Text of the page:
a series of interesting choices thoughts on game design from paul sottosanti

sprite wars: collectible business cards

Sprite Wars is a collectible card game played using my business cards. I wanted a game that can be learned quickly and played in only a few minutes, requiring a small number of cards per player, so I chose to modify Tic-Tac-Toe to add more strategy and make draws less likely.


  1. Each player shuffles their stack of cards with the game sides face down. Stacks should have at least four cards and ideally six cards. (Scroll further down this page if you want to learn how to get more cards.)
  2. Each player draws and reveals a card from their stack. The player who revealed the card with higher power* places it on the playing surface. Cards should always be played with the bottom of the image facing its owner.
  3. The player with the lower card now places their card within two spaces of the higher card (so that both cards fit within an imaginary 3x3 grid).
  4. The player with the higher card takes the next turn and the players alternate after that. On your turn, draw a card and place it in an unoccupied spot in the grid**.
  5. Each arrow on the new card that points at an adjacent opposing card represents an attack. Count up the total power of all of your cards that are adjacent with an arrow pointing at the defending card. Then count up the the power of the defending card plus any of your opponent's cards that are adjacent and have an arrow pointing at it. If your total is higher, remove the defending card from the grid and put it on the bottom of its owner's stack. If the attack was initiated by a double arrow, also draw a card and place it where the defending card used to be. This new card does not trigger any new attacks.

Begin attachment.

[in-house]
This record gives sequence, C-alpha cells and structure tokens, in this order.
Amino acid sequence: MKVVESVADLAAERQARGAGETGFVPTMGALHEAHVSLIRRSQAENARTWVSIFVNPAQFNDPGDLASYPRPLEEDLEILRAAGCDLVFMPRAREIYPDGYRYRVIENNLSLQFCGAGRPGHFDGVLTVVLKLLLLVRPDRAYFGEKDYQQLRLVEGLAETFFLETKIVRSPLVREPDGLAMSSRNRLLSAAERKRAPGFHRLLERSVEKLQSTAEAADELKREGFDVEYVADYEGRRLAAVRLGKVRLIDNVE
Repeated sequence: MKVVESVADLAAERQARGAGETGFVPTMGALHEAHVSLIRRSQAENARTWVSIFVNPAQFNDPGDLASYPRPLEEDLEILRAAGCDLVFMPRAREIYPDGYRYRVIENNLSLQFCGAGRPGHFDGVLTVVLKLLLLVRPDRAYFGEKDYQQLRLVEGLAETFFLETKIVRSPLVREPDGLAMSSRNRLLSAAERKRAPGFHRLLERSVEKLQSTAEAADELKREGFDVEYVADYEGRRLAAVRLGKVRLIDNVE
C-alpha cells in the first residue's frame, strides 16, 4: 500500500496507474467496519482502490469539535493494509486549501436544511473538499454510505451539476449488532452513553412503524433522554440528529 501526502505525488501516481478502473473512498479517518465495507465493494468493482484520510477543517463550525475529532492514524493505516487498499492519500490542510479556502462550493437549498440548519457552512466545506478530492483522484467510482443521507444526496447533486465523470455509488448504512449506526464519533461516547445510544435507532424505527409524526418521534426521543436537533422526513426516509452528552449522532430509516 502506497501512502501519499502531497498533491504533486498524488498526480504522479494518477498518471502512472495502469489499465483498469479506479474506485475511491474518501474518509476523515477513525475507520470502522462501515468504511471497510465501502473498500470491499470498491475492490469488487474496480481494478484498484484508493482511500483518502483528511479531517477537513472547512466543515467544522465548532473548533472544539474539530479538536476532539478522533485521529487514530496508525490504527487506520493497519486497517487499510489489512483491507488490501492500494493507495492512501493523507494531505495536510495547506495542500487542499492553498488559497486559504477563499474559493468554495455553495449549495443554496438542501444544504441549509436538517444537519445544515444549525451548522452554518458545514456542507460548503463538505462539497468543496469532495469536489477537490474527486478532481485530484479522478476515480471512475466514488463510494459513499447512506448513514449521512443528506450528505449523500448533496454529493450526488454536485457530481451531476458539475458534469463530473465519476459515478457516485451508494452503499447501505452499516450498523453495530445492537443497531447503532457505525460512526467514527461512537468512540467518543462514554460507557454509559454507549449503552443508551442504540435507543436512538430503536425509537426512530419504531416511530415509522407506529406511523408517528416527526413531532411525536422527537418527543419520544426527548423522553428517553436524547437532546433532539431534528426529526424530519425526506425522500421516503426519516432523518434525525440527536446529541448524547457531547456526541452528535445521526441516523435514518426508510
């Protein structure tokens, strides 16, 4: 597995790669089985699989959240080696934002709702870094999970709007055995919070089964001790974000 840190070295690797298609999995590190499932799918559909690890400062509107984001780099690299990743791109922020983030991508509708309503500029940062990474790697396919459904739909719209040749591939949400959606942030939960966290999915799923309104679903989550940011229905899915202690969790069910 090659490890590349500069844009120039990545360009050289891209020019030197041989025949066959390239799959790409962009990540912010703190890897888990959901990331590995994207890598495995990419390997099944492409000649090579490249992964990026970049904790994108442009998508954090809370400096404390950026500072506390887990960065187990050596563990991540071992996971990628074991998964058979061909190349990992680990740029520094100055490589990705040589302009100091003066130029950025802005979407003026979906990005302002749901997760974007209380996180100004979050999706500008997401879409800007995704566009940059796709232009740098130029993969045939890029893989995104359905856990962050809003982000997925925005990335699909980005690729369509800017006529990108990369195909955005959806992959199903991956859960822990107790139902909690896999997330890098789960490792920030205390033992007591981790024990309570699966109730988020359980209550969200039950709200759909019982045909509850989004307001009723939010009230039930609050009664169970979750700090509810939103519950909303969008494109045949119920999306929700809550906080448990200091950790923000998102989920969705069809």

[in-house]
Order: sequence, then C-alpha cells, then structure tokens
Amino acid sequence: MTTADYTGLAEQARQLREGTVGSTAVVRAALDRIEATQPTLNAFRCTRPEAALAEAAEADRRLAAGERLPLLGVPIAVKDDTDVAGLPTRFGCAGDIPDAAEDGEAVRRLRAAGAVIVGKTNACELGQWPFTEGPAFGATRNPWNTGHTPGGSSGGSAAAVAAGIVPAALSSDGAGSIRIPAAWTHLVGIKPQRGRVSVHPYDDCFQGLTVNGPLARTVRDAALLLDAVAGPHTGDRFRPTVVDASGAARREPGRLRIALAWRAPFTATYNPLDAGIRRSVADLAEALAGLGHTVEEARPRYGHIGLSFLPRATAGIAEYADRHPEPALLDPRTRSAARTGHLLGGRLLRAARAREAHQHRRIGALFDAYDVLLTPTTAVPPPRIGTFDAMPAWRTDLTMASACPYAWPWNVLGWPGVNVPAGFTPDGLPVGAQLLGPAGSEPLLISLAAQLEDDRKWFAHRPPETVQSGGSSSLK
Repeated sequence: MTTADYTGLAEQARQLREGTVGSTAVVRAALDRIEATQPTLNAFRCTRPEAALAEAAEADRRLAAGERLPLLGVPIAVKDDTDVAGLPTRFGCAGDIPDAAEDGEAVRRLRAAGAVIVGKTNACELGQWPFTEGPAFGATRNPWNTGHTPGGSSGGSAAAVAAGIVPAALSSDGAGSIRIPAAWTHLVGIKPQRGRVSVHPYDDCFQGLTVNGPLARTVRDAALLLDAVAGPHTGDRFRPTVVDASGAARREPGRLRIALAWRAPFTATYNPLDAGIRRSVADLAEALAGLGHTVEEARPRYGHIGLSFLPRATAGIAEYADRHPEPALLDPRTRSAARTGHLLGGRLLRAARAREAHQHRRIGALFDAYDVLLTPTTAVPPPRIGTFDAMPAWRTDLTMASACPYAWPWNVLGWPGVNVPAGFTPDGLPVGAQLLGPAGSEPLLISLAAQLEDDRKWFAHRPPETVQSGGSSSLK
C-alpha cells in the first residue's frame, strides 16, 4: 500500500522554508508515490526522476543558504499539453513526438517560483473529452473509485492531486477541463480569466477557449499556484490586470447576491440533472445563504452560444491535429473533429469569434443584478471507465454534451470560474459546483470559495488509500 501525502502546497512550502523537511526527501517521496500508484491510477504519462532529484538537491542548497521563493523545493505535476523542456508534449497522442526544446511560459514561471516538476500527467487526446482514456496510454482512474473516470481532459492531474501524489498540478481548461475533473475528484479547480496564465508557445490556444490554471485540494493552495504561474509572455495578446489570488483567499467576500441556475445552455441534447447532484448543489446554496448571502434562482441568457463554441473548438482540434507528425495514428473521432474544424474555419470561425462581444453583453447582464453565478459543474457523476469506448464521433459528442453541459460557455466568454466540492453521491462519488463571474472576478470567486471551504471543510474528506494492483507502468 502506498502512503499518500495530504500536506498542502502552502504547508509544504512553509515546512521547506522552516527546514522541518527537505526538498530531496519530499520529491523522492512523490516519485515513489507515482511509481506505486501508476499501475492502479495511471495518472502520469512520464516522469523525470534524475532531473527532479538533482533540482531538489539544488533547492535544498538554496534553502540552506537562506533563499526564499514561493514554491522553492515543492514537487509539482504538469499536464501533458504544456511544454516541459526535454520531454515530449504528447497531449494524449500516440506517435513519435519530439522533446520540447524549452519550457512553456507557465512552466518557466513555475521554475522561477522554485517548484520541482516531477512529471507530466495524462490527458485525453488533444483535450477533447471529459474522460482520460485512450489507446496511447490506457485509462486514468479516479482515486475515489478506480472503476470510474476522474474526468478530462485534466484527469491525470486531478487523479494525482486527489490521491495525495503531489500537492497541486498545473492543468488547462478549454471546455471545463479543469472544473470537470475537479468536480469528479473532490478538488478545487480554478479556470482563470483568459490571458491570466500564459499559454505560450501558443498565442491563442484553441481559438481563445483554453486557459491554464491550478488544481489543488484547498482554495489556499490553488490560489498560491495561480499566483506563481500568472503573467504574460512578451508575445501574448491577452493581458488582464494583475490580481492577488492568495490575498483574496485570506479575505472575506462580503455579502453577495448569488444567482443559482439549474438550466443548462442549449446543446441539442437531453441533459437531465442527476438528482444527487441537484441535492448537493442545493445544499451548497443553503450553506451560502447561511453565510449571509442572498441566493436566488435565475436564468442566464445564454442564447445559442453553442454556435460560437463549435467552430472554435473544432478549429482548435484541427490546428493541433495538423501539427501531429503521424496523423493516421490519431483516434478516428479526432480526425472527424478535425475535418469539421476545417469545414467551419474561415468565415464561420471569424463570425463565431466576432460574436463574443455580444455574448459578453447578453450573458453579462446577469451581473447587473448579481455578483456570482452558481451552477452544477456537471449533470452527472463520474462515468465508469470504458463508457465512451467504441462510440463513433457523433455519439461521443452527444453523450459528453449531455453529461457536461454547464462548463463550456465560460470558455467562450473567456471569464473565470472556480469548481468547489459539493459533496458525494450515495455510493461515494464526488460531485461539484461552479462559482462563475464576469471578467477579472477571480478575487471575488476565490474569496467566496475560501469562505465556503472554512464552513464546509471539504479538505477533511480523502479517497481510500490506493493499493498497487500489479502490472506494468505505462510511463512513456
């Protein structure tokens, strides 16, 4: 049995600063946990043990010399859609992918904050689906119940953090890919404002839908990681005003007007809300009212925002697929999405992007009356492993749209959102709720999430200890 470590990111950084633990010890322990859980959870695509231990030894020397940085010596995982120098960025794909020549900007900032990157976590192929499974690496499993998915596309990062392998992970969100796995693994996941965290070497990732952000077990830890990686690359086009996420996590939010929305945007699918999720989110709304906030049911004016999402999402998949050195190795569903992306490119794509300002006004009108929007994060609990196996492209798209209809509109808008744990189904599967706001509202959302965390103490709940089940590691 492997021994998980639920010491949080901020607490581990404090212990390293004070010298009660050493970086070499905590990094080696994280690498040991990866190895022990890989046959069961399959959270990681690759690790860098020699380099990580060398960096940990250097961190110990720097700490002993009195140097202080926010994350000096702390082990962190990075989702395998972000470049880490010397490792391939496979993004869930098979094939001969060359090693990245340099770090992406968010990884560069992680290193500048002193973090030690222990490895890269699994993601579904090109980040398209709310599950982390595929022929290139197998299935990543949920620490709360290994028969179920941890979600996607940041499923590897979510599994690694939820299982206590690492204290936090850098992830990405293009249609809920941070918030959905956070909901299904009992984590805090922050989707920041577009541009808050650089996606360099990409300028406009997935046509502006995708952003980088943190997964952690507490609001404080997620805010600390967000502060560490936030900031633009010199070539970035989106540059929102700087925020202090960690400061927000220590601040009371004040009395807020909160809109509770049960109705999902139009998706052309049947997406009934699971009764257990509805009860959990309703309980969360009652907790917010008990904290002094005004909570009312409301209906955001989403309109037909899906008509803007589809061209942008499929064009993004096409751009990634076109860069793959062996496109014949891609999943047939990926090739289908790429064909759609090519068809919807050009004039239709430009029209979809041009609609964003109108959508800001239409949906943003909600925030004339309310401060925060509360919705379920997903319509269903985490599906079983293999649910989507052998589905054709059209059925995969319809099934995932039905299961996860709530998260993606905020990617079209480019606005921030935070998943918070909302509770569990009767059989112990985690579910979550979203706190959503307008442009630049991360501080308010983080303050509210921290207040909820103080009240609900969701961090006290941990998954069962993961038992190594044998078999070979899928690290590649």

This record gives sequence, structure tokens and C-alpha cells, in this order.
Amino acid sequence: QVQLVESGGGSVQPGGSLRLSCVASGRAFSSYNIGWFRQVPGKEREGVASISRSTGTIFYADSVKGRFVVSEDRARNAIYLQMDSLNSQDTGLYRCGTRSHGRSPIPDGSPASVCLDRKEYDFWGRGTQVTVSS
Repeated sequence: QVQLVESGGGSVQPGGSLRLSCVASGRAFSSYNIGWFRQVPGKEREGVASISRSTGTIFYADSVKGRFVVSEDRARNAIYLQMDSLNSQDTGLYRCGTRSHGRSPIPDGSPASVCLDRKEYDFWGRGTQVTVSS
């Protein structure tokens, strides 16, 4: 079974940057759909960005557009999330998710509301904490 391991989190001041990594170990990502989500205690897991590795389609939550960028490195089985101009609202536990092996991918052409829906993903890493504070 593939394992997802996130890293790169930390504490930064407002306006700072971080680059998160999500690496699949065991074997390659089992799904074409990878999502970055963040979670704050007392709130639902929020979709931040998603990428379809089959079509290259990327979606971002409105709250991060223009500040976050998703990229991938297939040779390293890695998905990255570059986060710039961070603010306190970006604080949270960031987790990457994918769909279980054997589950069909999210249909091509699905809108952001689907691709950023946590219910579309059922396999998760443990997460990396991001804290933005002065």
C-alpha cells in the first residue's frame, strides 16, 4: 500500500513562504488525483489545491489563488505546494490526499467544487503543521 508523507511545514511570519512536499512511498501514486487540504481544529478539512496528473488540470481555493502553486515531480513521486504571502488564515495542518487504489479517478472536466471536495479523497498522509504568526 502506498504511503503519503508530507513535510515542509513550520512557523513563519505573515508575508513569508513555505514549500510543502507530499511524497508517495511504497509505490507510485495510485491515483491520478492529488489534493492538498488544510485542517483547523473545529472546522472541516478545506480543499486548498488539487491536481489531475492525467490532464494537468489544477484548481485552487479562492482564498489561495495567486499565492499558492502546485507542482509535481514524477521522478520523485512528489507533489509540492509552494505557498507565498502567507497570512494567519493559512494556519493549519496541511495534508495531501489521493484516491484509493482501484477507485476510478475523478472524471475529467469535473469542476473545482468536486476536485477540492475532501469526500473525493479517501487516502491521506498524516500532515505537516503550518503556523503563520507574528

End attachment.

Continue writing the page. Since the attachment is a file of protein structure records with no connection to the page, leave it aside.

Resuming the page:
6. The player whose turn it is decides which order to carry out the attacks. Cascading attacks where the first arrow takes out a key supporter and allows another attack to win are possible.
  7. The winner is the first player to get three of their cards in a row horizontally, diagonally or vertically. If the grid completely fills, the game is a draw.

* If the cards have the same power, the card with more arrows (double arrows count as two) is considered to be higher. If they are still the same, both players put their cards on the bottom of their stacks and draw a new card.
** If the full grid isn't currently defined, then you can place your card on either side of the existing cards. You just can't make a move that would cause the grid to be larger than 3x3.


  • Tell me about your favorite obscure game: +1 card
  • Tell me about a book that will make me a better game designer: +1 card
  • Talk to me about a specific post from this site: +1 card
  • Challenge me to Sprite Wars and win: +2 cards
  • Follow me on Twitter or mention that you already do: +2 cards


  1. If both players agree and have at least a seven card stack, each player flips a card from their stack at the beginning of the game and sets it aside. The winner takes both cards at the end of the game.
  2. If your cards are "marked" due to printing inconsistencies and you can tell which cards they are from the front, you can instead draw from the bottom of your stack and place dead cards back on the top.

Thanks to Oryx for the use of his lo-fi sprite set!

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  1. This is way better than a brick & mortar estbialshment.

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